minerals - 11 months ago 61

Python Question

I tried "heapq" and arrived at the conclusion that my expectations differ from what I see on the screen. I need somebody to explain how it works and where it can be useful.

From the book Python Module of the Week under paragraph **2.2 Sorting** it is written

If you need to maintain a sorted list as you add and remove values,

check out heapq. By using the functions in heapq to add or remove

items from a list, you can maintain the sort order of the list with

low overhead.

Here is what I do and get.

`import heapq`

heap = []

for i in range(10):

heap.append(i)

heap

[0, 1, 2, 3, 4, 5, 6, 7, 8, 9]

heapq.heapify(heap)

heapq.heappush(heap, 10)

heap

[0, 1, 2, 3, 4, 5, 6, 7, 8, 9, 10]

heapq.heappop(heap)

0

heap

[1, 3, 2, 7, 4, 5, 6, 10, 8, 9] <<< Why the list does not remain sorted?

heapq.heappushpop(heap, 11)

1

heap

[2, 3, 5, 7, 4, 11, 6, 10, 8, 9] <<< Why is 11 put between 4 and 6?

So, as you see the "heap" list is not sorted at all, in fact the more you add and remove the items the more cluttered it becomes. Pushed values take unexplainable positions.

What is going on?

Answer Source

The `heapq`

module maintains the *heap invariant*, which is not the same thing as maintaining the actual list object in sorted order.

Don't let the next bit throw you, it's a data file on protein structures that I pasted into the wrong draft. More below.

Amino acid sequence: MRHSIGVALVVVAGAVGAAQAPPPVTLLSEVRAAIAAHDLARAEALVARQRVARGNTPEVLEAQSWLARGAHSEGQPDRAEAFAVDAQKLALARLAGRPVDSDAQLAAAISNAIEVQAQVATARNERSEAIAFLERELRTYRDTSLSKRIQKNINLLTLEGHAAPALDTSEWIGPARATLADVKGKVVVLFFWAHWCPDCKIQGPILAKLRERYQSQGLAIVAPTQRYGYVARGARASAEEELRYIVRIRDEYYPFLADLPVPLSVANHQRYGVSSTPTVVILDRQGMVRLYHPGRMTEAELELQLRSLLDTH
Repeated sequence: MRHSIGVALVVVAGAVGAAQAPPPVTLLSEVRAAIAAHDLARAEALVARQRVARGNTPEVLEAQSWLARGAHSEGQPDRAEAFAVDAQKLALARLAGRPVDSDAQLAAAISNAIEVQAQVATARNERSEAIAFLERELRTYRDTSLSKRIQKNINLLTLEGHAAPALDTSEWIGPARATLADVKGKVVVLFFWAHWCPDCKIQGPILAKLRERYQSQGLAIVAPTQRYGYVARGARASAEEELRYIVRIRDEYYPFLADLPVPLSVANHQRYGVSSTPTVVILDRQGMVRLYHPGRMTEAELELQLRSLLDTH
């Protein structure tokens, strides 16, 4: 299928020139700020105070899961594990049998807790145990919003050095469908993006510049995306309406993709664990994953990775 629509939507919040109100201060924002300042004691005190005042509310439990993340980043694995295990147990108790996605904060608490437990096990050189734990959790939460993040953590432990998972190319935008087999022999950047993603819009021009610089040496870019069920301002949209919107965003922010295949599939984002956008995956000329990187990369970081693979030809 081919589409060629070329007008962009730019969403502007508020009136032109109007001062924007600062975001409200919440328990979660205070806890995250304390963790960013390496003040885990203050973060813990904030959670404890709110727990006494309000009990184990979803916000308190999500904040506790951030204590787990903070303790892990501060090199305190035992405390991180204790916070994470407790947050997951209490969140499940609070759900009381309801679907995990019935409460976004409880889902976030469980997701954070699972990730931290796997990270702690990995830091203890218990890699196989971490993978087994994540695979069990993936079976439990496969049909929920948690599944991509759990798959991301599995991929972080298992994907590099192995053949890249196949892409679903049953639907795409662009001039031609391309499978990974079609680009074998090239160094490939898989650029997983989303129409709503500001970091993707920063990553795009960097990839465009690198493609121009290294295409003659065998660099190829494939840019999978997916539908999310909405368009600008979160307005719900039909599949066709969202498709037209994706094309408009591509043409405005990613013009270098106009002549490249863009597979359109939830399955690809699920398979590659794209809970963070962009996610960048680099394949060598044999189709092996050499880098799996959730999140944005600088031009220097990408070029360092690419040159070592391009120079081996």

Quoting from the `heapq`

documentation:

Heaps are binary trees for which every parent node has a value less than or equal to any of its children. This implementation uses arrays for which

`heap[k] <= heap[2*k+1]`

and`heap[k] <= heap[2*k+2]`

for all`k`

, counting elements from zero. For the sake of comparison, non-existing elements are considered to be infinite. The interesting property of a heap is that its smallest element is always the root,`heap[0]`

.

This means that it is very efficient to find the smallest element (just take `heap[0]`

), which is great for a priority queue. After that, the next 2 values will be larger (or equal) than the 1st, and the next 4 after that are going to be larger than their 'parent' node, then the next 8 are larger, etc.

You can read more about the theory behind the datastructure in the Theory section of the documentation. You can also watch this lecture from the MIT OpenCourseWare Introduction to Algorithms course, which explains the algorithm in general terms.

A heap can be turned back into a sorted list very efficiently:

```
def heapsort(heap):
return [heapq.heappop(heap) for _ in range(len(heap))]
```

by just popping the next element from the heap. Using `sorted(heap)`

should be faster still, however, as the TimSort will take advantage of the partial ordering already present in a heap.

You'd use a heap if you are only interested in the smallest value, or the first `n`

smallest values, especially if you are interested in those values on an ongoing basis; adding new items and removing the smallest is very efficient indeed, more so than resorting the list each time you added a value.